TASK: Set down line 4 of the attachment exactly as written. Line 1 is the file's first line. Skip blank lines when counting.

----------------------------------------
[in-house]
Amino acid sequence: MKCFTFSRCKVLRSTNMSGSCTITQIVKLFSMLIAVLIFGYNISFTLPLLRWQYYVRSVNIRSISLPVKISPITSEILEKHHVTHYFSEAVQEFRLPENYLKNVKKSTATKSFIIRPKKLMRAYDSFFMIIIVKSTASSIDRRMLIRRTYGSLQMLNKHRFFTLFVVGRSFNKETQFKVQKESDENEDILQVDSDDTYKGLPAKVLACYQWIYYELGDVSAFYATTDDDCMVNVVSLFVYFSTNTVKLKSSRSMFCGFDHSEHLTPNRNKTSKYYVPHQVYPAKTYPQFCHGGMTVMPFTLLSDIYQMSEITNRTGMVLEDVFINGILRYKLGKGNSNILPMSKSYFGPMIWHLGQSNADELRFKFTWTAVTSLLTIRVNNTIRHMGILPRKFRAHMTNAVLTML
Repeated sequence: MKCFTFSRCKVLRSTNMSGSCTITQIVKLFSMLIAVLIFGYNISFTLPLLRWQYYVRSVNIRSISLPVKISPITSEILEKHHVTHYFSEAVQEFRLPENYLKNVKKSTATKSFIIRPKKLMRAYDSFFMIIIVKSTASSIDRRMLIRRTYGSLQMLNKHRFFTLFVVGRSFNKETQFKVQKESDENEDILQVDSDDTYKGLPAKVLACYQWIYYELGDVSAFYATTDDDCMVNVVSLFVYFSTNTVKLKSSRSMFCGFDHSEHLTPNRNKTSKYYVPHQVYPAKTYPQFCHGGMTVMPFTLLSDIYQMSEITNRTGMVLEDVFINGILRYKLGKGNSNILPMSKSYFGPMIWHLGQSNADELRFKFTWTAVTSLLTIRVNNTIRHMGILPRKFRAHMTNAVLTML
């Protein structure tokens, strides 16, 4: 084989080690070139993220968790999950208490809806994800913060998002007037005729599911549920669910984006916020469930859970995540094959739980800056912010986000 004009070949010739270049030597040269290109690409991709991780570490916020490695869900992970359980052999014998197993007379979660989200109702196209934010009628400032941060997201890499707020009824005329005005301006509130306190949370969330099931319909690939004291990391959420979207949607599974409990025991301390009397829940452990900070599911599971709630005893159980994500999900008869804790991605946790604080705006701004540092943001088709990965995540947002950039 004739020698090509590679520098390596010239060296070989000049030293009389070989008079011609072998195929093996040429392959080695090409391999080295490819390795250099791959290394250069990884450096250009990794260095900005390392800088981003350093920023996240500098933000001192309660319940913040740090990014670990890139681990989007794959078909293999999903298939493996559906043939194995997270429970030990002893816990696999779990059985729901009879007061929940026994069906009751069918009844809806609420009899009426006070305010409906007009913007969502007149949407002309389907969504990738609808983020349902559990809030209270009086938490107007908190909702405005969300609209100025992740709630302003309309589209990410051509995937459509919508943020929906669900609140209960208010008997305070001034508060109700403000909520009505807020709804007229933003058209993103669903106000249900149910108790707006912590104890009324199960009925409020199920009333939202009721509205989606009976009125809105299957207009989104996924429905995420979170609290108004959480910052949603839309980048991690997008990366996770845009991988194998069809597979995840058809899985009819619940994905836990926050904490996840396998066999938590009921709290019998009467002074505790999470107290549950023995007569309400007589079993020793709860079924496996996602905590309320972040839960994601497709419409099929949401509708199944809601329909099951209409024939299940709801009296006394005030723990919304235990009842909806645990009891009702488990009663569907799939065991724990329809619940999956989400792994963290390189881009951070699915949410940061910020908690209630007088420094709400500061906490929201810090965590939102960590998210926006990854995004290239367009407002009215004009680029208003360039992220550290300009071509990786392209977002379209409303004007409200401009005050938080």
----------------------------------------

């Protein structure tokens, strides 16, 4: 084989080690070139993220968790999950208490809806994800913060998002007037005729599911549920669910984006916020469930859970995540094959739980800056912010986000 004009070949010739270049030597040269290109690409991709991780570490916020490695869900992970359980052999014998197993007379979660989200109702196209934010009628400032941060997201890499707020009824005329005005301006509130306190949370969330099931319909690939004291990391959420979207949607599974409990025991301390009397829940452990900070599911599971709630005893159980994500999900008869804790991605946790604080705006701004540092943001088709990965995540947002950039 004739020698090509590679520098390596010239060296070989000049030293009389070989008079011609072998195929093996040429392959080695090409391999080295490819390795250099791959290394250069990884450096250009990794260095900005390392800088981003350093920023996240500098933000001192309660319940913040740090990014670990890139681990989007794959078909293999999903298939493996559906043939194995997270429970030990002893816990696999779990059985729901009879007061929940026994069906009751069918009844809806609420009899009426006070305010409906007009913007969502007149949407002309389907969504990738609808983020349902559990809030209270009086938490107007908190909702405005969300609209100025992740709630302003309309589209990410051509995937459509919508943020929906669900609140209960208010008997305070001034508060109700403000909520009505807020709804007229933003058209993103669903106000249900149910108790707006912590104890009324199960009925409020199920009333939202009721509205989606009976009125809105299957207009989104996924429905995420979170609290108004959480910052949603839309980048991690997008990366996770845009991988194998069809597979995840058809899985009819619940994905836990926050904490996840396998066999938590009921709290019998009467002074505790999470107290549950023995007569309400007589079993020793709860079924496996996602905590309320972040839960994601497709419409099929949401509708199944809601329909099951209409024939299940709801009296006394005030723990919304235990009842909806645990009891009702488990009663569907799939065991724990329809619940999956989400792994963290390189881009951070699915949410940061910020908690209630007088420094709400500061906490929201810090965590939102960590998210926006990854995004290239367009407002009215004009680029208003360039992220550290300009071509990786392209977002379209409303004007409200401009005050938080």